Why I’m Jealous of Your Baby
4 mins read

Why I’m Jealous of Your Baby

There are two kinds of babies: those who are described as busy, spirited, high-energy, active, sensory-seeking, adventurous, precocious or driven. And then there’s the good kind. I have the former. He’s busy. Busy.

Whoever came up with that one should get one of those MacArthur fellowships.

Welcome to the world of baby euphemisms. The babies you covet, well, we can’t just go ahead and call them “good.” We have to refer to them as “Zen-like,” “old souls,” “mellow,” “taking it all in” or, if you’re a hipster, “chill.” You can’t just admit you got one of the easy ones – that would sound braggy. But we know what’s behind the terminology. We who chase our “high-energy” kids around while they shove pine cones into their gullets and attempt to run down the neighbor’s pit bull, we know what “mellow” really means. It means that baby just sits on your lap at baby music class while my kid rummages through random diaper bags, climbs on a bench, helps himself to anyone’s juice, pulls off his socks, gums the side of a tambourine and attempts to escape out the front door before the wheels on the bus have even gone round and round.

But your “old soul” just “takes it all in” when the teacher sings songs about the earth being our mother. And I hate you for it.

That’s a strong word. I’m jealous and resentful and confused. Why did I step off the curb of Mommy Street and get sideswiped by a busy baby? Is it something I did? My DNA? These are the questions I ask myself as I toggle between enormous, visceral, gigantic love for my busy baby and trace amounts of shame and envy that swirl around and settle at the bottom of a massive vat of physical exhaustion.

Baby classes that involve sitting in a circle? They just enable those of us with spirited kids to have our spirits broken by staring right at the good babies. That’s right, let’s call them what they are.

The only word that really feels right to describe my baby is “spazz,” but at some point between junior high and today that term became completely offensive. So, I apologize. But in the argot of long-ago teenagers playing Atari, listening to Juice Newton and wearing Le Tigre, my 17-month-old Buster is a bit of a spazz. Bless the hearts of today’s baby experts. They tell you that though your kid may be “excitable” and “exuberant,” this is because he is actually “advanced.” Really? I would like him to advance himself toward some building blocks and amuse himself for 37 seconds so mom could blow dry three-quarters of her hair.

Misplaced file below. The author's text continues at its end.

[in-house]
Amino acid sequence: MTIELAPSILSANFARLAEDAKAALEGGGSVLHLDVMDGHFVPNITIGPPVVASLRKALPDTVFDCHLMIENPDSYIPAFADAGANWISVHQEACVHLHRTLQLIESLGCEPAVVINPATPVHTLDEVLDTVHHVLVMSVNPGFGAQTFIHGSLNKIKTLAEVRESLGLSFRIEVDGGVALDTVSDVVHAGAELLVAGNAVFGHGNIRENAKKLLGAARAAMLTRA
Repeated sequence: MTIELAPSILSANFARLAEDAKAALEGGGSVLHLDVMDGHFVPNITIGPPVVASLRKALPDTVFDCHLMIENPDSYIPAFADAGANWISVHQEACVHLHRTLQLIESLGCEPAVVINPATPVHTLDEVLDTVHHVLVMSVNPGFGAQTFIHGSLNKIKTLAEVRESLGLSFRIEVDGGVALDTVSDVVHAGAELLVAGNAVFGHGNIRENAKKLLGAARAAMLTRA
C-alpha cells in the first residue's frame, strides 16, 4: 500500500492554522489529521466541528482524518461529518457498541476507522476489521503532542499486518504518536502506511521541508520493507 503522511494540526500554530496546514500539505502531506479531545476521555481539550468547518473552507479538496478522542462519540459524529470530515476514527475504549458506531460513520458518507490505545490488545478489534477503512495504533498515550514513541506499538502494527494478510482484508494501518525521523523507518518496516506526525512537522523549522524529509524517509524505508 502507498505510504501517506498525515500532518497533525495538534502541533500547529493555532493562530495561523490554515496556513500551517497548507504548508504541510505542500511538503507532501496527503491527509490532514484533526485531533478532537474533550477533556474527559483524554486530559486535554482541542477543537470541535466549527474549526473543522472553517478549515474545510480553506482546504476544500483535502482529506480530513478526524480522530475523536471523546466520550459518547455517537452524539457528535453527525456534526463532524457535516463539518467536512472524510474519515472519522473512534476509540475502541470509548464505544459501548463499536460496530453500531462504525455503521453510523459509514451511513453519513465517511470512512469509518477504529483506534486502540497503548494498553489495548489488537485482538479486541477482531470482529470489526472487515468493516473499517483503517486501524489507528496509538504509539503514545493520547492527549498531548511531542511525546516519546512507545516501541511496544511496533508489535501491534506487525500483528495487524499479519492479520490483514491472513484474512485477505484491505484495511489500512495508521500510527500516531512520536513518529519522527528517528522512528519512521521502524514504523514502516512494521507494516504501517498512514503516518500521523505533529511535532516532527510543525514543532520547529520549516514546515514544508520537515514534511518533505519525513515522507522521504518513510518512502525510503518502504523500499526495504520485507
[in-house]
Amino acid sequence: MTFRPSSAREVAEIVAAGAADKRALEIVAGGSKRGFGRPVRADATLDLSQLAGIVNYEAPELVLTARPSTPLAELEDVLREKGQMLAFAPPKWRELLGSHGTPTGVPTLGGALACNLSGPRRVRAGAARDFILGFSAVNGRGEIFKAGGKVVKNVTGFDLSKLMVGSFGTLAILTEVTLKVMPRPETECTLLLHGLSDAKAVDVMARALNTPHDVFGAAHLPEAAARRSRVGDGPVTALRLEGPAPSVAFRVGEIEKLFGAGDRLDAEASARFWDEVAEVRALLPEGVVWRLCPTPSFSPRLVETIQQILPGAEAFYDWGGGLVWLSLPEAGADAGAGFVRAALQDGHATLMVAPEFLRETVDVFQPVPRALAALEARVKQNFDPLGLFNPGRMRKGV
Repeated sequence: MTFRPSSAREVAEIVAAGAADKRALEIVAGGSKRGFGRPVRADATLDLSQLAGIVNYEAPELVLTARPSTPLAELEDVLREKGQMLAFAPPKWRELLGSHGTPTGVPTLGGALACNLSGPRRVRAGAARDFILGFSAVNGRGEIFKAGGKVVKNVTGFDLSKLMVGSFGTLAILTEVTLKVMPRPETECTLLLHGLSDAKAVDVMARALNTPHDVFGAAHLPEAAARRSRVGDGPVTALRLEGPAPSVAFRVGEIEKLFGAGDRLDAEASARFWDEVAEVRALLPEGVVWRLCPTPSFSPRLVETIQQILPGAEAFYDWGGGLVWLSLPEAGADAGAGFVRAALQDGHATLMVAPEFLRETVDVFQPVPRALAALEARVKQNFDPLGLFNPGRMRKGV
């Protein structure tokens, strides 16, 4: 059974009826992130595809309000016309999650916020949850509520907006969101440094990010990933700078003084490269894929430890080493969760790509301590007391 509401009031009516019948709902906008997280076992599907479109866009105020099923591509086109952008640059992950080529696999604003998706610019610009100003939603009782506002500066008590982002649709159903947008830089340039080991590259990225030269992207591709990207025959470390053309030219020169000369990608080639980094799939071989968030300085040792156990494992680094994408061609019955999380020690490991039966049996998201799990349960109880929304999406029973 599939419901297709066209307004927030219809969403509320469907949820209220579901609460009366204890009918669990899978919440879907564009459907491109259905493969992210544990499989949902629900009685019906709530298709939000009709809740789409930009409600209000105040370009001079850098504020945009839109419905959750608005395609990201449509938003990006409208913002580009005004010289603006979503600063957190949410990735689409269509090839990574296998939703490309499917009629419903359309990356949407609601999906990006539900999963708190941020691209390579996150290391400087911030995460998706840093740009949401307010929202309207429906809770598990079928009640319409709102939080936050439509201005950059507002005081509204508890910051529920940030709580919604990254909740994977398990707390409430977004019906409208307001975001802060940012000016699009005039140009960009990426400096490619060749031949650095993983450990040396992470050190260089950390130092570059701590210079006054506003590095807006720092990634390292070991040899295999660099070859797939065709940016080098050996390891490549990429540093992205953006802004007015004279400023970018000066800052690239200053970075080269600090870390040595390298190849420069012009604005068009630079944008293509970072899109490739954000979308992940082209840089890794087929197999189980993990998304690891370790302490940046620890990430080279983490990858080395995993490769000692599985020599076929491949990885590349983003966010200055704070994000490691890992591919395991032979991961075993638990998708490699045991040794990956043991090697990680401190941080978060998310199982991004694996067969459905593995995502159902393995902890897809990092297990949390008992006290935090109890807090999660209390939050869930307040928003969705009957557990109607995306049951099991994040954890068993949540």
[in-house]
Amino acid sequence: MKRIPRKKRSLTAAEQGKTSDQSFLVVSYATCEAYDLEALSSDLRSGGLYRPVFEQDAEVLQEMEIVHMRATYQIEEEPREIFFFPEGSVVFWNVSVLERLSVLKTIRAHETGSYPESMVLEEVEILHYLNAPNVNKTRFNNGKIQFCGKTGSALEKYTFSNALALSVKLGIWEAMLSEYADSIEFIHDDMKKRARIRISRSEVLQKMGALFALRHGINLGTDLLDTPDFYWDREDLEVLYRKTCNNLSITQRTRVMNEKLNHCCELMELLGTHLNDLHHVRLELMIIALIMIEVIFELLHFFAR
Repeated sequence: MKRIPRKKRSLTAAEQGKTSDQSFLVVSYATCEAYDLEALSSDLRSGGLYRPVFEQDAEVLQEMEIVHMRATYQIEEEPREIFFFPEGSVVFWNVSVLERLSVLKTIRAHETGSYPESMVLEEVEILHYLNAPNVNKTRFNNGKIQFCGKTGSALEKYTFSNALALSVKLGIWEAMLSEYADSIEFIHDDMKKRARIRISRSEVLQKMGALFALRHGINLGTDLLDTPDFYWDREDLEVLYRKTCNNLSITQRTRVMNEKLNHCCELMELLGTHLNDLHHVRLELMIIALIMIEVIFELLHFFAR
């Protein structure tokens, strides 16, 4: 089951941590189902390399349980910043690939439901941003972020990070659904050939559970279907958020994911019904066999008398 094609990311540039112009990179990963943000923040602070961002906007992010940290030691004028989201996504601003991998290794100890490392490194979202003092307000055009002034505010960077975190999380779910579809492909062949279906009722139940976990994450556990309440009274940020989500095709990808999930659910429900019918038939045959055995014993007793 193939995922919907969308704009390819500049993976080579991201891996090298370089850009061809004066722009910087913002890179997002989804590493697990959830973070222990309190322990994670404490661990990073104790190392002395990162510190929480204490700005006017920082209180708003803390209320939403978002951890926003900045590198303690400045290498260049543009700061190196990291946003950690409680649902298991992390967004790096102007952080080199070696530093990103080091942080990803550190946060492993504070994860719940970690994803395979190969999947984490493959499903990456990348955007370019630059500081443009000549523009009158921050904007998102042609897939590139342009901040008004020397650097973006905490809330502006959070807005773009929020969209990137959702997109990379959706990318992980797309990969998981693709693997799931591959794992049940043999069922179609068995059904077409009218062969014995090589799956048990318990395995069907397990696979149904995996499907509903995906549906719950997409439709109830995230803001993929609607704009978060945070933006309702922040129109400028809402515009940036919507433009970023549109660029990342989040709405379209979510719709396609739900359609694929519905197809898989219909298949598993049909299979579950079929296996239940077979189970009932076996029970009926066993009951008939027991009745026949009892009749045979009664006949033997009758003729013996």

I know what you’re thinking. I’m thinking it, too. I’m telling myself daily that I have no right to complain. I have a healthy baby. What about parents with real problems? They wish their biggest concern were never getting to sit still. I know. I’m sorry. This is a high-quality problem. Still, thinking about those who have it worse doesn’t change the fact that some have it easy. You know who you are. You go rolling by me as your kid meditates peacefully in the shopping cart, blissed out like the Dalai Lama with a pacifier and a sippy cup of Propofol. In the two seconds I waste in awe over your baby, I’ve missed the fact that mine is now clutching a jar of strawberry jam over his head like a grenade.

Motherhood, while rewarding and life changing, is getting to be like “The Hurt Locker.”

Those of you who insist that busy babies grow up to be curious, dynamic balls of intense intelligence and great empathy, I hope you aren’t lying to make me feel better. However, if you are lying, you’re doing the right thing. Maybe temperament, like jam, stays the same unless something comes along to smash it. No one likes it all over aisle three, but it’s sweet on toast.

Check out Teresa book, Exploiting My Baby: A Memior of Pregnancy and Childbirth.

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